Vanderbilt Law Review


Kathryn Abrams

First Page



Jane Schacter has made a critical contribution by elaborating the meaning and potential consequences of the Court's holding in Romer v. Evans. At the center of her account is the thought-provoking suggestion that the Court's opinion enables a visibility or "presence" for gays and lesbians in the extended realm of the "political." While I salute her illumination, I am less certain about whether to share her optimism. In this Comment, I will explore the latter question by looking beyond the decision in Romer to other cases involving group-based civil rights. I will probe the effects of Supreme Court decisionmaking on the "politics of presence," which I define as a society-wide conversation about the political consequences of conceiving people as members of groups rather than as unmarked individuals. I will argue, in particular, that the Court's decision in Shaw v. Reno (and its progeny) has strong negative consequences for the visibility of minority political interests, and for the development of a politics of presence that comprehends issues of race. I will conclude by considering how this interpretation might be reconciled with the view Professor Schacter takes of Romer.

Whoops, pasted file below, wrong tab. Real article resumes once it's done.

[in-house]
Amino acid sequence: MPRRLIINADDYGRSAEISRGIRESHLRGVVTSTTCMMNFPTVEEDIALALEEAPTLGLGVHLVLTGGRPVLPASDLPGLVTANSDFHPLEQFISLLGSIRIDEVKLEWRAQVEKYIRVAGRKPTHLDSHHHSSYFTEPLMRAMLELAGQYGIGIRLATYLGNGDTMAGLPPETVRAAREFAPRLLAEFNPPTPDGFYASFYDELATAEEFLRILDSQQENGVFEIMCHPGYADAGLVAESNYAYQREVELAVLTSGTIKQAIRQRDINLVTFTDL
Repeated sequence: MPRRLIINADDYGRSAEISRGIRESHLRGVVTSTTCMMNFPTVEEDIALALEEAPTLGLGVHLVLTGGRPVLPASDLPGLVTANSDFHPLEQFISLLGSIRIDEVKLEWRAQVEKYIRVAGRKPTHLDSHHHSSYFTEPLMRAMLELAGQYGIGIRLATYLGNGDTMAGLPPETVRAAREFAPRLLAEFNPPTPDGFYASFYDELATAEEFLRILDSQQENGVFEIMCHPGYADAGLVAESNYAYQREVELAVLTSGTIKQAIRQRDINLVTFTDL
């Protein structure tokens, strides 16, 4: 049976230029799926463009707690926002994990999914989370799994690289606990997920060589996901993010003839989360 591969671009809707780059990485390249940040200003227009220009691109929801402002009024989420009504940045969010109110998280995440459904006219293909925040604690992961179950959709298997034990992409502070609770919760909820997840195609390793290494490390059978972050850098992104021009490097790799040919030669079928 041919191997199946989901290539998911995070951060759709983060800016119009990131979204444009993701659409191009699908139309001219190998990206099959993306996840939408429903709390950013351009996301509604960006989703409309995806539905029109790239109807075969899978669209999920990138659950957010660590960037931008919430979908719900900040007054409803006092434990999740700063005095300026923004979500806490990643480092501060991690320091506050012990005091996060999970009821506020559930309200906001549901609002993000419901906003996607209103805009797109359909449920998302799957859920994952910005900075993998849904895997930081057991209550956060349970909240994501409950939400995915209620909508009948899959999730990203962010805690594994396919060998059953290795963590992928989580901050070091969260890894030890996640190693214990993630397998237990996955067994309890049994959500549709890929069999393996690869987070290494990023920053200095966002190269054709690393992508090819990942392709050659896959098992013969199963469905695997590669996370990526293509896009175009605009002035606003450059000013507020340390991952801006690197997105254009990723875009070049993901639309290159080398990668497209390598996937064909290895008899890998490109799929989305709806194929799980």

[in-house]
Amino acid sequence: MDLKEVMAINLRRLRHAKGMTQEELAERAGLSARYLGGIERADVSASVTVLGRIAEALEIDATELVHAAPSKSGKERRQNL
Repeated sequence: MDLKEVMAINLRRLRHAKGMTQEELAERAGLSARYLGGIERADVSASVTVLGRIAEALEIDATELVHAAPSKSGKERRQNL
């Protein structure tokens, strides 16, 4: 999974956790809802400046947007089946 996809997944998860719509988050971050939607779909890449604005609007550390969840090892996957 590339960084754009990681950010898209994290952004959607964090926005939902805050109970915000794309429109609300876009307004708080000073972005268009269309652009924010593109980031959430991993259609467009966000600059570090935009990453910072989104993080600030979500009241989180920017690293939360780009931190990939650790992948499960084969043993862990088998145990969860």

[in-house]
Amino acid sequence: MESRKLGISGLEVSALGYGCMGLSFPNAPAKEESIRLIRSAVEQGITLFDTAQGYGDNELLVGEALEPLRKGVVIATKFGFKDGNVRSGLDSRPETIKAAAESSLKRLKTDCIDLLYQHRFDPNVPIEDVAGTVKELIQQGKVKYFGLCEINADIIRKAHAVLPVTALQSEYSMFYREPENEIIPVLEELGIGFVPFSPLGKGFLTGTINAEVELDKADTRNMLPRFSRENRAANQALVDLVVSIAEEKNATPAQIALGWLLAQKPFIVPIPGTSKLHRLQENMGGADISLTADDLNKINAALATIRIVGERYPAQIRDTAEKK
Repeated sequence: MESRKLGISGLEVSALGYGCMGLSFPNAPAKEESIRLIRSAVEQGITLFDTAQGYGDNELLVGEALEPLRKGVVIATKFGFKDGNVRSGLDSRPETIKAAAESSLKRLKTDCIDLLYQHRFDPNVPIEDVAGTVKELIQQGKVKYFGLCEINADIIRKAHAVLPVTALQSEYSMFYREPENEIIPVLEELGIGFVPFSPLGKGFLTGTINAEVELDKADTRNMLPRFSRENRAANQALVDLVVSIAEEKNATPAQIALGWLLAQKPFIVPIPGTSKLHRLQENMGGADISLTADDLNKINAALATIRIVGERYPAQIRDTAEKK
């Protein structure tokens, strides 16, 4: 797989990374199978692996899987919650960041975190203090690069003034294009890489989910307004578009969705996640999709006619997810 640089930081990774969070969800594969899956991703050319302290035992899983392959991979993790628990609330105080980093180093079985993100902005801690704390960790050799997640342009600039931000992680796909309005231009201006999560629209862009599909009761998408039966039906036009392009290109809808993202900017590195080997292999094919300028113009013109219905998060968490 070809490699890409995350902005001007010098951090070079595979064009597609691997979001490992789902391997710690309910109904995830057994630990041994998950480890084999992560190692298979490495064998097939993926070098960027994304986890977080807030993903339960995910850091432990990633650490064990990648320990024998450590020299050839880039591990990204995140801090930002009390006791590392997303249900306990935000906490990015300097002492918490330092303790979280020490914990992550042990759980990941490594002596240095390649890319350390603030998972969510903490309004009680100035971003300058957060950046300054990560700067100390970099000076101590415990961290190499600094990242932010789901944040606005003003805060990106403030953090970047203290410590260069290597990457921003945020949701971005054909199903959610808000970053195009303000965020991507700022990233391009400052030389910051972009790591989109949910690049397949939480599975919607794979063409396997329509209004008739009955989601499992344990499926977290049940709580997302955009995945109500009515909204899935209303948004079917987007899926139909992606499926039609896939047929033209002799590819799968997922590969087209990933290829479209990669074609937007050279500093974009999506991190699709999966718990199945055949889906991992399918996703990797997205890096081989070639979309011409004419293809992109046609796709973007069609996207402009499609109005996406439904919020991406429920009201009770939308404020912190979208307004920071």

Professor Schacter argues that "legally and socially coerced... invisibility" is a central feature of gay and lesbian existence, and an important cause of gay inequality. By striking down Amendment 2, a measure that exacerbated coerced invisibility, the Court in Romer enabled gays and lesbians to appear to a greater extent in the extended political domain. This appearance itself is salient, because of its potential to ameliorate political inequality and raise public consciousness; it is also the first step toward engendering a broader debate about the consequences of this group's, and other groups', "presence" in politics. I agree with Professor Schacter's account of coerced invisibility as constituting a unique feature of gay and lesbian existence; but for the purposes of this Comment I am going to give a different reading to this group's dilemma about visibility in politics, what Eve Sedgwick has called a "universalizing" rather than a "minoritizing" construction. In the ongoing conversations, negotiations, and entanglements that constitute the extended sphere of politics, most socially marginalized groups struggle with questions of visibility and presence: How visible is our group? What acts affect the extent to which we are seen, and the images according to which we are understood? What are the personal costs associated with efforts to attain greater visibility? In answering these questions, many groups confront a fact faced early and often by gays and lesbians: group members are not the only ones who control the way, or the extent to which, the group is seen in the extended world of the political. A range of social and institutional forces shape questions of group visibility and image; these forces affect the ability of group members both to make claims for themselves and to explore a politics that gives a more central place to group membership. Among these characterizing forces, and central to our discussion here, is the Supreme Court.